# Newton Raphson

• Nov 11th 2010, 01:50 PM
juxi
Newton Raphson
I am trying to determine the real number x with cos(x)=2x, Newton Method with f(x)=cos(x)-2x.
How do I try and solve this?
Thanks,
Joan
• Nov 12th 2010, 12:32 AM
Educated
You are trying to solve $0=\cos(x)-2x$

The function is: $f(x)=\cos(x)-2x$ therefore the derivative is $f'(x)=...$

Newton Raphson method: $x_{n+1} = x_n - \frac{f(x_n)}{f'(x_n)}$

Start off with $x_0$ as where you might think the root might be. If you have no idea, start off with $x_0 = 0$ and just substitute in the values into the formula to get $x_1, x_2, x_3 ...$ and so on.
• Nov 12th 2010, 03:42 AM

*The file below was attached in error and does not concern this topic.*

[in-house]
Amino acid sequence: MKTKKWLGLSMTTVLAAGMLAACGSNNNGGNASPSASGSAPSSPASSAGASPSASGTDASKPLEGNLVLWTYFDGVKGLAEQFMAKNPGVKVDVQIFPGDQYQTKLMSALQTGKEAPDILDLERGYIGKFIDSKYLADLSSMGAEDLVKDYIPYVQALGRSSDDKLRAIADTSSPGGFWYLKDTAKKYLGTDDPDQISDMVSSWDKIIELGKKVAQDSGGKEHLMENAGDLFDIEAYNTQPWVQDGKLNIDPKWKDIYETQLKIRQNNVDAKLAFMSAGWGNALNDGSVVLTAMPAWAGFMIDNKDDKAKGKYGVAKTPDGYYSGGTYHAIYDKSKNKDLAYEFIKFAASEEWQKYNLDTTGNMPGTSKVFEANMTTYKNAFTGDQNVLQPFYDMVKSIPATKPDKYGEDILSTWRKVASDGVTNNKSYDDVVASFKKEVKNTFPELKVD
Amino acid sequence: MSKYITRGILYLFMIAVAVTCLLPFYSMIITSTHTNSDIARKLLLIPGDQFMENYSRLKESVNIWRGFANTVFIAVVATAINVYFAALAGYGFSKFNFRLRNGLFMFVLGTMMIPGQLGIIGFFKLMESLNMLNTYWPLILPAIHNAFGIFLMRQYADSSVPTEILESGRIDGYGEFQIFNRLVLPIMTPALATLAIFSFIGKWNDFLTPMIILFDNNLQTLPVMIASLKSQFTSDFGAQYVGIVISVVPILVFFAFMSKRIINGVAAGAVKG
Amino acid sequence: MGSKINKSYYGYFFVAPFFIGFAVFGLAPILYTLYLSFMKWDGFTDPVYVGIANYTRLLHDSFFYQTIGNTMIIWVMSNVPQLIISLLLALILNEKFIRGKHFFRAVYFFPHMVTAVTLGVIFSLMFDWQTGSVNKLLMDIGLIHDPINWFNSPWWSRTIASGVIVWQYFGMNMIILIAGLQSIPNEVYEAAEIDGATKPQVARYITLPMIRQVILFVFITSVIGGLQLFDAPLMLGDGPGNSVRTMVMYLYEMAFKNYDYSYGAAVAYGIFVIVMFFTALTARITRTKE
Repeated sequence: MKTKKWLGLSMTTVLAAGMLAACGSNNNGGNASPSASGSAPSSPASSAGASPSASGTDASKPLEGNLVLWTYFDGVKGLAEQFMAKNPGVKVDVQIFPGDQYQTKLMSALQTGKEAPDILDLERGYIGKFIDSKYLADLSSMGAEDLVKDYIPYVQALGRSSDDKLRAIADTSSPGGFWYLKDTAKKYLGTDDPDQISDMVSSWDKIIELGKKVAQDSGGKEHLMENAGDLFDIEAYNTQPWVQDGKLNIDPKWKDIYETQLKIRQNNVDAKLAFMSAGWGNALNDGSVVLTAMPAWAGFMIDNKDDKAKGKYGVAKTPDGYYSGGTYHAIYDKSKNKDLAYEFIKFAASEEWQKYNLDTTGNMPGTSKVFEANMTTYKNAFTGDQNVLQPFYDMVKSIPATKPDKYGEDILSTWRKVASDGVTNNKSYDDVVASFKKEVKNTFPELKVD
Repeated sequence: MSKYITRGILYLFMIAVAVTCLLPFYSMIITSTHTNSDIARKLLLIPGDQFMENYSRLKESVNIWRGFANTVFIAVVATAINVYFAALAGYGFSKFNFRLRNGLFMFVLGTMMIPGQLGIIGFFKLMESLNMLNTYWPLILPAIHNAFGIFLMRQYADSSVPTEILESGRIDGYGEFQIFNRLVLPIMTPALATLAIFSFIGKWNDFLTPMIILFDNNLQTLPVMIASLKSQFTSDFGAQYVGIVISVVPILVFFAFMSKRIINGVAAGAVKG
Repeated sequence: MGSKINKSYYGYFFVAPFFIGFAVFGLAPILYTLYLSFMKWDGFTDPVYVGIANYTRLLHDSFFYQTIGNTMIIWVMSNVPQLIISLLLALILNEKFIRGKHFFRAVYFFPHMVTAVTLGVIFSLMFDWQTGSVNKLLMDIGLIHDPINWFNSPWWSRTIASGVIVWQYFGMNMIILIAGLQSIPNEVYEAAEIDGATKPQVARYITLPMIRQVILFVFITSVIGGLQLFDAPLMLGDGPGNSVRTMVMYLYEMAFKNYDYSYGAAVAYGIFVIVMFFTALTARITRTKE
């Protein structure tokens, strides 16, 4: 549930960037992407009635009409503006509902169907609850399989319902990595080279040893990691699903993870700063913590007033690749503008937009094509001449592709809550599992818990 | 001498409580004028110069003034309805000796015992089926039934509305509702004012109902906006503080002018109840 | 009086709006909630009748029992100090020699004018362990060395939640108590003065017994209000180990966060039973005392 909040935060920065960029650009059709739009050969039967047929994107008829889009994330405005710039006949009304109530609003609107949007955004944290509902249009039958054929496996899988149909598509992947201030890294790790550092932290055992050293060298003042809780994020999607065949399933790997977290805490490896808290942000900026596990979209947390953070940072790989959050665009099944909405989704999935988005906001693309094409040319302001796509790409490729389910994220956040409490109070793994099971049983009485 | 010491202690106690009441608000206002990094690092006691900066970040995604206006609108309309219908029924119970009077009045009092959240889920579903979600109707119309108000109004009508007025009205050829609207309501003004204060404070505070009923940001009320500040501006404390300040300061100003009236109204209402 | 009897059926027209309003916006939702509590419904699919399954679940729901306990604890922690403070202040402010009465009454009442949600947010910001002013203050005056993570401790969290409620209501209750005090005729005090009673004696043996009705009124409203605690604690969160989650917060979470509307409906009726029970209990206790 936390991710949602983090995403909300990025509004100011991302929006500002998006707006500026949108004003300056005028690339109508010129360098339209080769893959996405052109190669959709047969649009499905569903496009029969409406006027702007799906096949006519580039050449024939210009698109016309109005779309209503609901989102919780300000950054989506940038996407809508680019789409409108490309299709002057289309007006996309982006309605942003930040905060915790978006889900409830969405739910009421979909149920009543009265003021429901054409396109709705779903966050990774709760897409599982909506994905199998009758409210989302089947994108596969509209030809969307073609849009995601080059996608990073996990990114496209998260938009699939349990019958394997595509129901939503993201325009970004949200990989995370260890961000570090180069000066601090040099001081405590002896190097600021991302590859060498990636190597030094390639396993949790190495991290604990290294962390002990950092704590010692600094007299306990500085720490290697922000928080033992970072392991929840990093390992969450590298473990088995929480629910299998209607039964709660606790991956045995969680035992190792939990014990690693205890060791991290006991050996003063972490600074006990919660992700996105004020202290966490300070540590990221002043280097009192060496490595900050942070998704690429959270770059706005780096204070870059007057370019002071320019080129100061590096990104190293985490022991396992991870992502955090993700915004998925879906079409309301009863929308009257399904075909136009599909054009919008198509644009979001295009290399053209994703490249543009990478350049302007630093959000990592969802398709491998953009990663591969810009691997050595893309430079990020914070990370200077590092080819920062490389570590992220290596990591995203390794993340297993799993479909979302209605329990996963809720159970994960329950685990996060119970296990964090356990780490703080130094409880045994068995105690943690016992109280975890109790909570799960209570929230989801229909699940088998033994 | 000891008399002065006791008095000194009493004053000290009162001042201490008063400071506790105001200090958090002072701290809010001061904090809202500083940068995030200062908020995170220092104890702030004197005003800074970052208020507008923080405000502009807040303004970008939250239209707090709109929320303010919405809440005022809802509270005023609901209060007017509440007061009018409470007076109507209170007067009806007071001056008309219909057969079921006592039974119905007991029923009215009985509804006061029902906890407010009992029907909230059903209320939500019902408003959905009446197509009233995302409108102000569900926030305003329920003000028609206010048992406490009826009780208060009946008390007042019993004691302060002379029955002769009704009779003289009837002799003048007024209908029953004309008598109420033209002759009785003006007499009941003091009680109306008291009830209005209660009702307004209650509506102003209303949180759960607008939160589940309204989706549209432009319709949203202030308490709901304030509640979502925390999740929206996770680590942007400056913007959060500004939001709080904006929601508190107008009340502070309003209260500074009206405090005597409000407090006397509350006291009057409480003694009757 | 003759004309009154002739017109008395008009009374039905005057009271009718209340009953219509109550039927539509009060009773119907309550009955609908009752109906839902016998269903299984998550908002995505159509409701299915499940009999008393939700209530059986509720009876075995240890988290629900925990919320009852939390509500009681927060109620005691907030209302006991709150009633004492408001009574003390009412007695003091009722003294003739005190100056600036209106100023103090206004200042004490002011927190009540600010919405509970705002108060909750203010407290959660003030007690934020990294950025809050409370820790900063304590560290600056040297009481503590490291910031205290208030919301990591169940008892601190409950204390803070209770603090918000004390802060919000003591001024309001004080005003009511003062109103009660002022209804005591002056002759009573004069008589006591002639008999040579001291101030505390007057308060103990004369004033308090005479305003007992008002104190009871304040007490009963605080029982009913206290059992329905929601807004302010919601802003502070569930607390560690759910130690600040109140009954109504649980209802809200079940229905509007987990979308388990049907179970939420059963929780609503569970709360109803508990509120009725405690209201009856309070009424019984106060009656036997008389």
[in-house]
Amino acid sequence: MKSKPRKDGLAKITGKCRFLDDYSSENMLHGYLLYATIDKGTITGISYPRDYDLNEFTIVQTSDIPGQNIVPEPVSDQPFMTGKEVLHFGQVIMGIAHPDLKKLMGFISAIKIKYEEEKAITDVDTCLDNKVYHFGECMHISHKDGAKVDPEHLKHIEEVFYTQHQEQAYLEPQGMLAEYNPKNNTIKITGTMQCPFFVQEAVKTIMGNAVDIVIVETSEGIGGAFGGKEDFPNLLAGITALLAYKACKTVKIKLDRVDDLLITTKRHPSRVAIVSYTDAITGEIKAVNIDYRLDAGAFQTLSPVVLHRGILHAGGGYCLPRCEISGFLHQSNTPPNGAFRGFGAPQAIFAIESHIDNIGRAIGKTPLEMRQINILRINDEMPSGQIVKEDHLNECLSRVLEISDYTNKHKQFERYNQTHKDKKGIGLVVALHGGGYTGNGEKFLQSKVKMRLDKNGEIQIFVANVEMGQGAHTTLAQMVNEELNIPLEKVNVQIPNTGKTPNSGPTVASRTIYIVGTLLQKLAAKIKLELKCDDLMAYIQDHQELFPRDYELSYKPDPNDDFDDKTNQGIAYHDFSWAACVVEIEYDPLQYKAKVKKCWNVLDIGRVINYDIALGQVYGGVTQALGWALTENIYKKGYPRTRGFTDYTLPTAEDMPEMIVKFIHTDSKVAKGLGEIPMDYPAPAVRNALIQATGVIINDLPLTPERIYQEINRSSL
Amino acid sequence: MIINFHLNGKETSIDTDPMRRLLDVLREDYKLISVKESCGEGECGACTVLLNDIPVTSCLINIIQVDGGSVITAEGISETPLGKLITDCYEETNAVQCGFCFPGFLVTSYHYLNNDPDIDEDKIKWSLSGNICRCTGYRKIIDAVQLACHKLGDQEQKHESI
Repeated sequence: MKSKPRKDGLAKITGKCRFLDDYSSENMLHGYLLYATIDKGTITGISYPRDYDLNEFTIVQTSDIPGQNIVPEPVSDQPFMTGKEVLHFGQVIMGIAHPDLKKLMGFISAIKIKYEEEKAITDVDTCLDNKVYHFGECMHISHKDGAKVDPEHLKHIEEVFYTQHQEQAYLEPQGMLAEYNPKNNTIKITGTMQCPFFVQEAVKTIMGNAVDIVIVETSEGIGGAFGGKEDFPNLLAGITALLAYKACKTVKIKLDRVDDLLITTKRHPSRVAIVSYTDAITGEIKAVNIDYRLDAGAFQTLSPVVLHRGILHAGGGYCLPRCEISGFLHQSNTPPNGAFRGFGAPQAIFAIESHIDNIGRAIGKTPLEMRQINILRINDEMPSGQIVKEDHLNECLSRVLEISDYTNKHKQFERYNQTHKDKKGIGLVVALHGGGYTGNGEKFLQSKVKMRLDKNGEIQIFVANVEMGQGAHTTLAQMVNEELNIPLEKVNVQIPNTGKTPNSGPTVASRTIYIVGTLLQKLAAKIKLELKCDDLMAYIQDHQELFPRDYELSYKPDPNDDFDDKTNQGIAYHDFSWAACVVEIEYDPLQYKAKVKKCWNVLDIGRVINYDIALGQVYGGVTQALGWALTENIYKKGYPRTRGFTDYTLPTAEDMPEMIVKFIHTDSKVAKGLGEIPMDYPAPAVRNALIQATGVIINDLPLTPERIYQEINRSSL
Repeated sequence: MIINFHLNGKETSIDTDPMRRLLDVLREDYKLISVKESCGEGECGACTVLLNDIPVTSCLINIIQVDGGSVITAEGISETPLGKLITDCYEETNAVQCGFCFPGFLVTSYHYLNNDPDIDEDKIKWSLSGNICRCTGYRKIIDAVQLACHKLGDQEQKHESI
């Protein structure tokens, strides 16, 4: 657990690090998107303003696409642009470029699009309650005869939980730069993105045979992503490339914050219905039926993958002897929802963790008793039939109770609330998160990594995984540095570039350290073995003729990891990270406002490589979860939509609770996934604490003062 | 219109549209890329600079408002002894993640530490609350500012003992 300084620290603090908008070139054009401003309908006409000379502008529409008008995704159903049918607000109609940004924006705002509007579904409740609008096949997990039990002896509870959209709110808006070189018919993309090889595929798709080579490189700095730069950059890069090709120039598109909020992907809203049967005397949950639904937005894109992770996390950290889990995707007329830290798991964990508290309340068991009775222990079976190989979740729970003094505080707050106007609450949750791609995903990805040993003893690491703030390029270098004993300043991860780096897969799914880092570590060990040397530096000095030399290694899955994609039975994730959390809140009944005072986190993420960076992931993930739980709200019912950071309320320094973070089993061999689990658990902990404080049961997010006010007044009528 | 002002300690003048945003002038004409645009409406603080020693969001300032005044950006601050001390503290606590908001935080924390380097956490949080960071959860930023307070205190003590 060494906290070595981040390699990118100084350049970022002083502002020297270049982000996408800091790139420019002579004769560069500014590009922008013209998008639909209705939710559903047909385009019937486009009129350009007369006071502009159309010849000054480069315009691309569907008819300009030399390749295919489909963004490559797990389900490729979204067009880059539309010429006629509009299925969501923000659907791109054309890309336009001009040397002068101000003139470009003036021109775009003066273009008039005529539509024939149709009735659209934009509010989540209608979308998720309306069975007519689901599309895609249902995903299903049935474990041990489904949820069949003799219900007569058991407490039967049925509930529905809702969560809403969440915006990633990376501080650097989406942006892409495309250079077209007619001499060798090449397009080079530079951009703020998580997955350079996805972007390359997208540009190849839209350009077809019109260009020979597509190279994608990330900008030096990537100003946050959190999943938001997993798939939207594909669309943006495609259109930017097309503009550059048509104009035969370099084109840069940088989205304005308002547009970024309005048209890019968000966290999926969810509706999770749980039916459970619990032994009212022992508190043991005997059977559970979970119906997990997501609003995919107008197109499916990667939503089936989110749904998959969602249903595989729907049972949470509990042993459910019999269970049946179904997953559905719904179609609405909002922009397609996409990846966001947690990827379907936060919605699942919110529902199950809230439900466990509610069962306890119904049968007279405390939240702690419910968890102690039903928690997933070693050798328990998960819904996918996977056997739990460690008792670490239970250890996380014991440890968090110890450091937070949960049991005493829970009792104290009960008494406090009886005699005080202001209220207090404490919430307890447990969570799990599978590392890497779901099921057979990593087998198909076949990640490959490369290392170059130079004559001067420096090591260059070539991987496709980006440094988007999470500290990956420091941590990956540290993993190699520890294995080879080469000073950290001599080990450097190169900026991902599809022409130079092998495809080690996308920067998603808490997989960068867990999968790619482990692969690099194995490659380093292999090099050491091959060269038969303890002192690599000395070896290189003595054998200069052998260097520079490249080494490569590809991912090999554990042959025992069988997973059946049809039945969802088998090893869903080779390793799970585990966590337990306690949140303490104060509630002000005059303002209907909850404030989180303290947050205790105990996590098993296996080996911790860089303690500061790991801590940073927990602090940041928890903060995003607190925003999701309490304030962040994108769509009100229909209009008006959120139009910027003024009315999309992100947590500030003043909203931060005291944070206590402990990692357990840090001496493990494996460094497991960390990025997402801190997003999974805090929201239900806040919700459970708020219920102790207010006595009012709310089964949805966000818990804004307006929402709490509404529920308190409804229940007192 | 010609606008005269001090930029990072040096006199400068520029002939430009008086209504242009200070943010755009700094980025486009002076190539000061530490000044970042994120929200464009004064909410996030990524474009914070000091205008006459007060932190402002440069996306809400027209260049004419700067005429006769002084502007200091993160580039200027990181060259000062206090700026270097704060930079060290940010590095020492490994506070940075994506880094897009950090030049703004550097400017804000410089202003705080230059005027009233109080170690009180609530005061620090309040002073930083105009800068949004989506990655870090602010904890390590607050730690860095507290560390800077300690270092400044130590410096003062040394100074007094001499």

Quote:

Originally Posted by juxi
I am trying to determine the real number x with cos(x)=2x, Newton Method with f(x)=cos(x)-2x.
How do I try and solve this?
Thanks,
Joan

The Newton-Raphson method finds close approximations to points at which a graph crosses the x-axis.

$cosx=2x\Rightarrow\ cosx-2x=0,\;\;2x-cosx=0$

The graph of the function $cosx-2x$ crosses the x-axis when $cosx=2x$

$f(x)=2x$ is a straight line, passing through the origin $(0,0)$ and having a slope of $2$

$g(x)=cosx$ is periodic, with a local maximum at $x=0$ and is $0$ at $x=0.5{\pi}$

Since $2x=1$ when $x=\frac{1}{2},$ then since $cosx$ is decreasing from $x=0\rightarrow\ x=0.5{\pi}$

then there is a solution to $cosx=2x$ slightly to the left of $x=\frac{1}{2}$

You could use a value of x around $0\rightarrow1$ for $x_0$